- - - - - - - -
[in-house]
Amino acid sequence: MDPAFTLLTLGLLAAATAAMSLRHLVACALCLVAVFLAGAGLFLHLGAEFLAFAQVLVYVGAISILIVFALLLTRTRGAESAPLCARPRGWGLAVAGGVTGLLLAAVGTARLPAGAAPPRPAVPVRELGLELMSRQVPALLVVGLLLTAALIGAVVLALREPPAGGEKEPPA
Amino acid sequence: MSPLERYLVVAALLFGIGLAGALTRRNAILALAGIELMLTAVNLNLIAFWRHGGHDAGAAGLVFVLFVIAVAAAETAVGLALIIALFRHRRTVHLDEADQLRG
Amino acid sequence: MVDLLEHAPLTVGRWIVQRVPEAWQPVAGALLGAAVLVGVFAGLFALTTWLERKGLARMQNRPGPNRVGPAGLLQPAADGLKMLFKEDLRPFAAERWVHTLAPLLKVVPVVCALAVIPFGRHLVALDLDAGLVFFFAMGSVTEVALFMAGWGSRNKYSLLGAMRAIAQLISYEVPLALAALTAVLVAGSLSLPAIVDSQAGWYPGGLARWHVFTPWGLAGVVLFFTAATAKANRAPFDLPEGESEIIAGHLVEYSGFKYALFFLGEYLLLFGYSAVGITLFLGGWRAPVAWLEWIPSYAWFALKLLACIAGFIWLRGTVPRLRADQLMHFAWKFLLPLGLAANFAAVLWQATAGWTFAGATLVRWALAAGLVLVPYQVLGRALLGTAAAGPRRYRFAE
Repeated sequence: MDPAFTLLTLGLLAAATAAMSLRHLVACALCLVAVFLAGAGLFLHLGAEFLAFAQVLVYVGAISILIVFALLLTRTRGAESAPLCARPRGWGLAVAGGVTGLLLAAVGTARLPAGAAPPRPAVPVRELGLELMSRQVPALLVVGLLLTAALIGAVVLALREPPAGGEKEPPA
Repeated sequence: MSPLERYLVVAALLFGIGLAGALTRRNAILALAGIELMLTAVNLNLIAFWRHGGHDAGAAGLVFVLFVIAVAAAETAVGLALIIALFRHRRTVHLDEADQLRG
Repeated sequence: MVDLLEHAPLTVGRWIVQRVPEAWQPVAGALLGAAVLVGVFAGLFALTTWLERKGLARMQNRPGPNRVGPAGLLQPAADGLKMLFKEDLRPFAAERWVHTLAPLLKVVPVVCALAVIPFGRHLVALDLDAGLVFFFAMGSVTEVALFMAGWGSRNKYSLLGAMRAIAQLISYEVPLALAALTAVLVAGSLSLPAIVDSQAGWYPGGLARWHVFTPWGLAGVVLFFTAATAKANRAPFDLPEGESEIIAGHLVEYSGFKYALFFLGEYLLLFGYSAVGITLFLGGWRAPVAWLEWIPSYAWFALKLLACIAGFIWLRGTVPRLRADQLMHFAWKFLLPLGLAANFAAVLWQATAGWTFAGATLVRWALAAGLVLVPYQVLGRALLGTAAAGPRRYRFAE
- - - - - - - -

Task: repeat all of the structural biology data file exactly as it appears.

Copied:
[in-house]
Amino acid sequence: MDPAFTLLTLGLLAAATAAMSLRHLVACALCLVAVFLAGAGLFLHLGAEFLAFAQVLVYVGAISILIVFALLLTRTRGAESAPLCARPRGWGLAVAGGVTGLLLAAVGTARLPAGAAPPRPAVPVRELGLELMSRQVPALLVVGLLLTAALIGAVVLALREPPAGGEKEPPA
Amino acid sequence: MSPLERYLVVAALLFGIGLAGALTRRNAILALAGIELMLTAVNLNLIAFWRHGGHDAGAAGLVFVLFVIAVAAAETAVGLALIIALFRHRRTVHLDEADQLRG
Amino acid sequence: MVDLLEHAPLTVGRWIVQRVPEAWQPVAGALLGAAVLVGVFAGLFALTTWLERKGLARMQNRPGPNRVGPAGLLQPAADGLKMLFKEDLRPFAAERWVHTLAPLLKVVPVVCALAVIPFGRHLVALDLDAGLVFFFAMGSVTEVALFMAGWGSRNKYSLLGAMRAIAQLISYEVPLALAALTAVLVAGSLSLPAIVDSQAGWYPGGLARWHVFTPWGLAGVVLFFTAATAKANRAPFDLPEGESEIIAGHLVEYSGFKYALFFLGEYLLLFGYSAVGITLFLGGWRAPVAWLEWIPSYAWFALKLLACIAGFIWLRGTVPRLRADQLMHFAWKFLLPLGLAANFAAVLWQATAGWTFAGATLVRWALAAGLVLVPYQVLGRALLGTAAAGPRRYRFAE
Repeated sequence: MDPAFTLLTLGLLAAATAAMSLRHLVACALCLVAVFLAGAGLFLHLGAEFLAFAQVLVYVGAISILIVFALLLTRTRGAESAPLCARPRGWGLAVAGGVTGLLLAAVGTARLPAGAAPPRPAVPVRELGLELMSRQVPALLVVGLLLTAALIGAVVLALREPPAGGEKEPPA
Repeated sequence: MSPLERYLVVAALLFGIGLAGALTRRNAILALAGIELMLTAVNLNLIAFWRHGGHDAGAAGLVFVLFVIAVAAAETAVGLALIIALFRHRRTVHLDEADQLRG
Repeated sequence: MVDLLEHAPLTVGRWIVQRVPEAWQPVAGALLGAAVLVGVFAGLFALTTWLERKGLARMQNRPGPNRVGPAGLLQPAADGLKMLFKEDLRPFAAERWVHTLAPLLKVVPVVCALAVIPFGRHLVALDLDAGLVFFFAMGSVTEVALFMAGWGSRNKYSLLGAMRAIAQLISYEVPLALAALTAVLVAGSLSLPAIVDSQAGWYPGGLARWHVFTPWGLAGVVLFFTAATAKANRAPFDLPEGESEIIAGHLVEYSGFKYALFFLGEYLLLFGYSAVGITLFLGGWRAPVAWLEWIPSYAWFALKLLACIAGFIWLRGTVPRLRADQLMHFAWKFLLPLGLAANFAAVLWQATAGWTFAGATLVRWALAAGLVLVPYQVLGRALLGTAAAGPRRYRFAE